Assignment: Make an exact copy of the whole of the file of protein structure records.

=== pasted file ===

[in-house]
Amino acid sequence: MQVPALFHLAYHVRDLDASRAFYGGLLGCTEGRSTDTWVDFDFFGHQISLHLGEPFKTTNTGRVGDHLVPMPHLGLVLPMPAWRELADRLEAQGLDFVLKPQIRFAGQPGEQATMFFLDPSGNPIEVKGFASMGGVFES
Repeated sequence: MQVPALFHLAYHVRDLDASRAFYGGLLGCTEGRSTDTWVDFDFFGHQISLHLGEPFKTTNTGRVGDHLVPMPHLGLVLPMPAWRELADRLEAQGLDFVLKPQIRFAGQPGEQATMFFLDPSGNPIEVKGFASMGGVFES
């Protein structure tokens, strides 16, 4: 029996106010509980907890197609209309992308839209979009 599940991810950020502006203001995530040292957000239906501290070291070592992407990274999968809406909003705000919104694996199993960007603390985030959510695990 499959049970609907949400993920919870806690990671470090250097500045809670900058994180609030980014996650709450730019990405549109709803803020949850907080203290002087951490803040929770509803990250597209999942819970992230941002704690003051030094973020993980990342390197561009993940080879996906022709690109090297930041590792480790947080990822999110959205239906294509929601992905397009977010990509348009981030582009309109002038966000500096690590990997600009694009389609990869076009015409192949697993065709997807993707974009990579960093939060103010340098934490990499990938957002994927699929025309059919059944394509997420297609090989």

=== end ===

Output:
[in-house]
Amino acid sequence: MQVPALFHLAYHVRDLDASRAFYGGLLGCTEGRSTDTWVDFDFFGHQISLHLGEPFKTTNTGRVGDHLVPMPHLGLVLPMPAWRELADRLEAQGLDFVLKPQIRFAGQPGEQATMFFLDPSGNPIEVKGFASMGGVFES
Repeated sequence: MQVPALFHLAYHVRDLDASRAFYGGLLGCTEGRSTDTWVDFDFFGHQISLHLGEPFKTTNTGRVGDHLVPMPHLGLVLPMPAWRELADRLEAQGLDFVLKPQIRFAGQPGEQATMFFLDPSGNPIEVKGFASMGGVFES
């Protein structure tokens, strides 16, 4: 029996106010509980907890197609209309992308839209979009 599940991810950020502006203001995530040292957000239906501290070291070592992407990274999968809406909003705000919104694996199993960007603390985030959510695990 499959049970609907949400993920919870806690990671470090250097500045809670900058994180609030980014996650709450730019990405549109709803803020949850907080203290002087951490803040929770509803990250597209999942819970992230941002704690003051030094973020993980990342390197561009993940080879996906022709690109090297930041590792480790947080990822999110959205239906294509929601992905397009977010990509348009981030582009309109002038966000500096690590990997600009694009389609990869076009015409192949697993065709997807993707974009990579960093939060103010340098934490990499990938957002994927699929025309059919059944394509997420297609090989």